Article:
Senator David Perdue Urges Senate To Roll Back Dodd-Frank Regulations

“For nearly eight years, small-town banks have been hammered by big government regulations enacted by Dodd-Frank”

WASHINGTON, D.C. – U.S. Senator David Perdue (R-GA) urged support for the bipartisan action the U.S. Senate is taking to roll back stifling regulations put in place by Dodd-Frank and provide relief to regional and community banks around the country.

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Relationship Lending: “My hometown bank has been bought and sold a few times. My father who was a school superintendent was on that board. It was my first exposure to how banking works. I remember going with my dad, who didn't make a lot of money, when he wanted a loan to buy a car. I remember sitting off to the side and listening to the conversation. I knew the lending officer because he taught me in Sunday school. We saw him every week in church and his children went to the school where my dad was principal. This is a different time today. I understand that. The facts still remain that relationship lending should be at the core of what we consider here. This is a lending institution making a transaction with an individual who will then pay that loan back.”

Getting Washington Out Of The Way: “Since Dodd-Frank became law, about 1,700 banks have shut down. Most of these are community banks and regional banks, entities that had nothing to do with the financial situation in 2008. Some in this body may see that as an encouraging sign that big government is now getting more control of the lending principal and the banking industry, I think they're misguided.”

Supporting Main Street: “Local banks, credit unions, and regional banks, are the banks supporting our local main street, providing small businesses with capital, and sponsoring little league baseball games. For nearly eight years, small-town banks have been hammered by big government regulations enacted by Dodd-Frank.”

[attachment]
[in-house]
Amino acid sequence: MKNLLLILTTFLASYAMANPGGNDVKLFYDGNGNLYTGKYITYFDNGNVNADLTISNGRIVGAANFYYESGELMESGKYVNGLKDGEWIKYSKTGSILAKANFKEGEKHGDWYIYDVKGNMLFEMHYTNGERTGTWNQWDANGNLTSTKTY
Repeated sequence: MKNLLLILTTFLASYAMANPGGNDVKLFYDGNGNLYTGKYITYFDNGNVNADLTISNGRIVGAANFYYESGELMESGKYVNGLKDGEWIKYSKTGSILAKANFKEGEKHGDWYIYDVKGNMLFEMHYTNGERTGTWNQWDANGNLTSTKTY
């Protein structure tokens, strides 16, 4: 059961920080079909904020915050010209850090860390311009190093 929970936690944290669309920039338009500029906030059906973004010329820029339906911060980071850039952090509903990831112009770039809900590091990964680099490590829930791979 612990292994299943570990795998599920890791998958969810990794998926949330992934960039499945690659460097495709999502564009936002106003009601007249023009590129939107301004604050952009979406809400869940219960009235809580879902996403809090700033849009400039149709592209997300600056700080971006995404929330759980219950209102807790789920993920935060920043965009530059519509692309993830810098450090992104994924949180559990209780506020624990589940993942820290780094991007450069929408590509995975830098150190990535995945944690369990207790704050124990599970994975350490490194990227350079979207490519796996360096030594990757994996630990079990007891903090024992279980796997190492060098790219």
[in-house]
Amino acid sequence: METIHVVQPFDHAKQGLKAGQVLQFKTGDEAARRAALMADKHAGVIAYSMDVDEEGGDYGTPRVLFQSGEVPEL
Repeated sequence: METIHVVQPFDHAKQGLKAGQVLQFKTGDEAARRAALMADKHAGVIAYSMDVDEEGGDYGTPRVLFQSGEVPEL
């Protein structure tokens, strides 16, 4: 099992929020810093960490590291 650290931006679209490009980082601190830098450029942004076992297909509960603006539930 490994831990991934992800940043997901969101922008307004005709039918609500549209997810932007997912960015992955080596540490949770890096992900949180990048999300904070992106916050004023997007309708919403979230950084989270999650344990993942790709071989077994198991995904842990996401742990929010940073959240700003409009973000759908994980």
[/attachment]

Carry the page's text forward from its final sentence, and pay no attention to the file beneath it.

Loosening Regulations: “Compliance costs for community banks have risen by more than four or five percent. I met with a regional bank from Georgia. Their compliance costs have gone up because of Dodd-Frank. That's money that could be in the community in the form of loans. Instead, it's now in the form of higher compliance costs and fines paid to the federal government.”

Providing Certainty: “We address government restrictions on reciprocal deposits in this bill. Reciprocal deposits have created uncertainty around the critical lifeline for community banks and especially minority-owned banks that have specialized in serving customers with limited discretionary access to capital. Dodd-Frank has crippled these banks when it comes to serving their communities.”

Growing Business in Georgia: “In my state, Citizens Trust Bank, a minority-owned bank in Atlanta, has been forced to drawback it's business because of the regulatory imposed by Dodd-Frank. This is counter intuitive. Thanks to the action we're taking this week, Citizens Trust will be able to grow their business because of safe harbor provisions. They are not alone. Carver State Bank, a minority-owned bank serving Savannah, Georgia, for 90 years, will also benefit.”

Stopping One-Size-Fits-All Policy: “Small banks often spend too much time and resources dealing with the regulations and compliance costs that Dodd-Frank has created. Put simply, Dodd-Frank is another one-size-fits-all, Washington, bureaucratic policy that hurts the very people it claims to champion, the middle class, working poor, and those communities that have the least access to capital. Fortunately, we have an opportunity to do something today to fix these problems.”

Bipartisan Support: “This bill has 12 Democratic cosponsors and I applaud them for the courage it's taken to work with us to get a bill where both sides give and take. People back home want both sides in the Senate to work together to get things done. Here's a shining example. If we can get it across the finish line, this will have a dramatic impact on main street back home.”


Senator Perdue is the only Fortune 500 CEO in Congress and is serving his first term in the United States Senate, where he represents Georgia on the Armed Services, Banking, Budget, and Agriculture Committees.